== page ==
Last updated 12 March 2021

It is almost a year since the first lockdown was introduced in the UK and the success of the vaccination programme has led to the Conservatives retaking a lead in the polls after running neck and neck with Labour under Kier Starmer. With local elections fast approaching, what result would a general election bring if held today?

The next election is not due to take place until May 2 2024, but this could change as the government plans to scrap the Fixed-Term Parliaments Act, which would allow them to call an election at a time of their choosing.

Based on current polling, the Conservatives are comfortably ahead as the largest party, with a lead of 8.5 percent and a vote share slightly higher than their 2019 result. Labour would see slight boost in support, but lag behind the Tories with just 35.5 percent, almost five percent short of their 2017 result. The Liberal Democrats, trailing in third, would lose more than half of their 2019 support. Meanwhile, the Greens and Reform UK would make considerable gains, whilst the SNP – bruised from current internal division – see only a modest gain on their 2019 result.

So how might such a result translate into seats at a general election?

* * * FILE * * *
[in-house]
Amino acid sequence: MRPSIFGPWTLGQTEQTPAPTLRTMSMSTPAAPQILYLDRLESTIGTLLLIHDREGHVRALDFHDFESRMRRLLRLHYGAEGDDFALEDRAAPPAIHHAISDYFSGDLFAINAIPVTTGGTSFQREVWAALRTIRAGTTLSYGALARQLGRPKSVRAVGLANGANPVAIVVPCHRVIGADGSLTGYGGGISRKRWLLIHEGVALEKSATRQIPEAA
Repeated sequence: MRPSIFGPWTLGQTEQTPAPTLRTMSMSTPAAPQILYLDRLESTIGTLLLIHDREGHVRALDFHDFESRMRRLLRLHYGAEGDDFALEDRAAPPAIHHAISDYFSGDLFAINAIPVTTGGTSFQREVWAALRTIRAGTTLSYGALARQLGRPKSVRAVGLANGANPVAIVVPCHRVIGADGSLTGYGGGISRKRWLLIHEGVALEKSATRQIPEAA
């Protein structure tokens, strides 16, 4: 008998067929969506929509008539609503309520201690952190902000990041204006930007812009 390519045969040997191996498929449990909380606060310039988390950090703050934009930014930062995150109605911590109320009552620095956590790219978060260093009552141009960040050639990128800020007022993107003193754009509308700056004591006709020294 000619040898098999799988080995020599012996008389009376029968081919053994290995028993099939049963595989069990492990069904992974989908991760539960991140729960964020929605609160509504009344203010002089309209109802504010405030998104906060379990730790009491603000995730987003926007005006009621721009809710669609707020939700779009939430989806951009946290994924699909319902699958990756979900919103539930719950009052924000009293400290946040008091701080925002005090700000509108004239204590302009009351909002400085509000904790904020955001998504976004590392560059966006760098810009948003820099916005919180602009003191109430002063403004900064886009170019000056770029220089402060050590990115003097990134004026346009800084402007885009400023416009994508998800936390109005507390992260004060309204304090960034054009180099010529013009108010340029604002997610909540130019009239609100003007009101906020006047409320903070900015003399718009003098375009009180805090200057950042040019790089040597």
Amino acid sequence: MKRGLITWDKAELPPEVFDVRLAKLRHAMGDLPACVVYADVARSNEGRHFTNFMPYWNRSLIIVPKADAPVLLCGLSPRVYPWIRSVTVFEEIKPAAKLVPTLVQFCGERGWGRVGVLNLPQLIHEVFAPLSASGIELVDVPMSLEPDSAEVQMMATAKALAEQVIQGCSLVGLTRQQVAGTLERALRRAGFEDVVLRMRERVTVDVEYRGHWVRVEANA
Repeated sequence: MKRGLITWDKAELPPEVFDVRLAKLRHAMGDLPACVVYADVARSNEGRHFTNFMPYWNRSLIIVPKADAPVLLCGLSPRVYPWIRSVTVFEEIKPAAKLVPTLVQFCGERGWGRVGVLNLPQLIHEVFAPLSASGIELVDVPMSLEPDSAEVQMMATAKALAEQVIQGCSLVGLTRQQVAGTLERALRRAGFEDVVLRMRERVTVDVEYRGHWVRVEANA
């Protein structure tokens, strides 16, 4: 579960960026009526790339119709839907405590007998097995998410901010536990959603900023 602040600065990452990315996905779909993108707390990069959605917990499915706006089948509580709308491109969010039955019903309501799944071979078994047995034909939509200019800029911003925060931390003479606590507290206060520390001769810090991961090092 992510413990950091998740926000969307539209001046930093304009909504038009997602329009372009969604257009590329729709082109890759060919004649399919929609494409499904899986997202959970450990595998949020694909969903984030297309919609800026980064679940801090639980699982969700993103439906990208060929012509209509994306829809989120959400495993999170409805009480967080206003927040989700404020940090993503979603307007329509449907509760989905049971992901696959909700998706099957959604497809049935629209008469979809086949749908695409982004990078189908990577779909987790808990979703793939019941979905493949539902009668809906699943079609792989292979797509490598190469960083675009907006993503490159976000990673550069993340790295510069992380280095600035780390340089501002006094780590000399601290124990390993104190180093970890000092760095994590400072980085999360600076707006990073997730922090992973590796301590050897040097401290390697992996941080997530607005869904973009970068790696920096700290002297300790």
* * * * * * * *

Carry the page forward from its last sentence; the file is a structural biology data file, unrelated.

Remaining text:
Based on Flavible’s constituency model, such a result would leave the Conservatives with another comfortable majority for a fifth election victory in a row. The party would lose 16 seats, including High Peak, Bedford and Clwyd South, but maintain a majority of 48.

For Labour, it would be a disappointing result close to that of 2015, with a gain of just 17 seats. The party would fall short of winning many seats lost in the last election, including Colne Valley, Darlington, Redcar, Derby North and Peterborough.

In Scotland, the SNP would leave only four seats for the Conservatives in Scotland, with Labour holding onto its only Scottish seat in Edinburgh South.

The Liberal Democrats would be reduced to just four seats, all in southern England and London. Plaid Cymru and the Green Party would make no further gains.

This projection should be taken with a pinch of salt, however, as boundary changes are due to be completed by the next general election, which may vary how many seats each party would win. The current success of the vaccination programme is also giving the government a boost in the polls, which would likely fade during a rigorous election campaign.